Improving efficiency is essential for European healthcare systems.
New transmission dynamics can help to improve effectivity and healthcare quality
European national health systems have been striving to supply universal access to essential, high-quality care while safeguarding their long-term sustainability. This dual challenge is making European governments to focus on finding ways to improve the efficiency of their health care systems.
A good performance and transparent assessment is decisive to provide objective evidence that ensures accountability to citizens. Assessing the performance of health systems is essential to understand how they work, and therefore they are more likely to design effective improvements that will benefit patients. This complex and a long process that needs to involve different players and actions as well as statistical measurements and deep analysis.
In the last decades, our health care systems have made a considerable progress to deliver a better-value care. Nevertheless, we are still working on developing effective tools and methodologies to assess health care efficiency.
Globalization increases transmission risks for infection diseases and challenges efficiency
Governments and citizens are currently much more concern with the way healthcare systems are effective tackling infection prevention and control. This is especially the case after December 2019, when they started to deal with the care of patients with 2019-nCov. Healthcare services are expected to encounter an increase number of cases with this agent. The clinical presentation of 2019-nCoV infection ranges from asymptomatic to very severe pneumonia with acute respiratory distress syndrome, septic shock and multi-organ failure, which may result in death. At the moment, the causative agent is believed to be transmitted in most instances from human-to-human through inhalation or deposition on mucosal surfaces of large respiratory droplets. But more information is needed to evaluate the full extent of this mode of transmission. The highest risk of healthcare-associated transmission is in the lack of standard precautions. This is the case, when basic infection prevention and control measures for respiratory infections are not in place, and when handling patients where 2009-nCoV infection is yet to be confirmed.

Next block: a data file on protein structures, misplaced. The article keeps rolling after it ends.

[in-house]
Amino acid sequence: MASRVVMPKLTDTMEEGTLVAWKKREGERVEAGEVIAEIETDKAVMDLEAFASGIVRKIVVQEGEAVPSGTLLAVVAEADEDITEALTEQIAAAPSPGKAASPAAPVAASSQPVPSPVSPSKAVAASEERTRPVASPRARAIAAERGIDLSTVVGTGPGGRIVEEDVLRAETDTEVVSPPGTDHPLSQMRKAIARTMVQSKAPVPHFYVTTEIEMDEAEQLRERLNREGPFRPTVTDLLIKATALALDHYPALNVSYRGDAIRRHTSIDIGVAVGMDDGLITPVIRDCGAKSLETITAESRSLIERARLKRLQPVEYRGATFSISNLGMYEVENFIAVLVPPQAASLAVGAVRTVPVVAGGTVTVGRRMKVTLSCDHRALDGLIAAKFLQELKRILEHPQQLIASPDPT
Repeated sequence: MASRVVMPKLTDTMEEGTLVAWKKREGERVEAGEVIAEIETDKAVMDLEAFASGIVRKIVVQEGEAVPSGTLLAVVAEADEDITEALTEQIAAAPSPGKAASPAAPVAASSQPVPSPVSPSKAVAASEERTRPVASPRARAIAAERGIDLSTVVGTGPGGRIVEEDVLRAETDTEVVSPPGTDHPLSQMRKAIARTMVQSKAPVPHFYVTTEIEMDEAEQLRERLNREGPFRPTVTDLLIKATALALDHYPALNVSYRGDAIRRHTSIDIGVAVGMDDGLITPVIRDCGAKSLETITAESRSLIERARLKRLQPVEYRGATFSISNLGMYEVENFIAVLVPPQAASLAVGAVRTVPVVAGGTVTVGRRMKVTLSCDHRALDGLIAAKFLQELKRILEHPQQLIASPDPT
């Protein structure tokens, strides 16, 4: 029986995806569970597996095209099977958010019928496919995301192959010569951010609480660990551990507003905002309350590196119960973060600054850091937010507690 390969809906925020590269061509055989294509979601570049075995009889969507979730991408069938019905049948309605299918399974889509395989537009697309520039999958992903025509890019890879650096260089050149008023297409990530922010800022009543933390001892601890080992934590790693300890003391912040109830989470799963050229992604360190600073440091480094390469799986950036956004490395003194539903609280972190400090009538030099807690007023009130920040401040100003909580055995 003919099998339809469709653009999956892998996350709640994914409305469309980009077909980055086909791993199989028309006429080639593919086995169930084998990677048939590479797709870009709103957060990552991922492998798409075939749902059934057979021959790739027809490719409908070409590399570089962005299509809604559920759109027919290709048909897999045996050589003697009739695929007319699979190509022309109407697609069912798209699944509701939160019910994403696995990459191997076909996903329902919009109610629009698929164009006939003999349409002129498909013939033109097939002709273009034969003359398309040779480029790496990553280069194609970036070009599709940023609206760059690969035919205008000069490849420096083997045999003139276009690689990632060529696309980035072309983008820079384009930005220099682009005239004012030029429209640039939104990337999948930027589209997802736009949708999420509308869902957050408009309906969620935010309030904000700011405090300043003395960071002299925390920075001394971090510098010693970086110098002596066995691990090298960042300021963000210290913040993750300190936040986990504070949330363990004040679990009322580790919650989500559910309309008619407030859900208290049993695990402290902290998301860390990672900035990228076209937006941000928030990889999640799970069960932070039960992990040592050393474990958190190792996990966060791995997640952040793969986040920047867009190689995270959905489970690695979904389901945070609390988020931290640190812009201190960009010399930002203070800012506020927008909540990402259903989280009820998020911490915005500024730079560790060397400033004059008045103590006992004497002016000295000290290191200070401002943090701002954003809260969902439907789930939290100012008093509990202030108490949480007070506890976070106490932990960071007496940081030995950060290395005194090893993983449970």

This is an emerging, rapidly evolving situation with ongoing outbreak investigations. Citizens should consult data from several sources regularly. All data should be interpreted with caution as the outbreak is evolving rapidly. Just consider that data completeness depends on the availability of information from the affected areas.
In the current situation, the main challenge is how healthcare systems can apply a rapid risk assessment and deal effectively with an increased transmission risk that is globally spreading.
Updating information regularly can reduce transmission risk and vulnerability
The European Centre for Disease Control and Prevention ECDC publishes a rapid risk assessment on the novel coronavirus situation in Europe, https://www.ecdc.europa.eu/en/news-events/ecdc-assessment-covid-19-situation-europe-2-march-2020.
On the website of the World Health Organization (WHO), you can find information and guidance regarding the current outbreak of coronavirus disease (COVID-19). Please visit this page for daily updates, https://www.who.int/emergencies/diseases/novel-coronavirus-2019.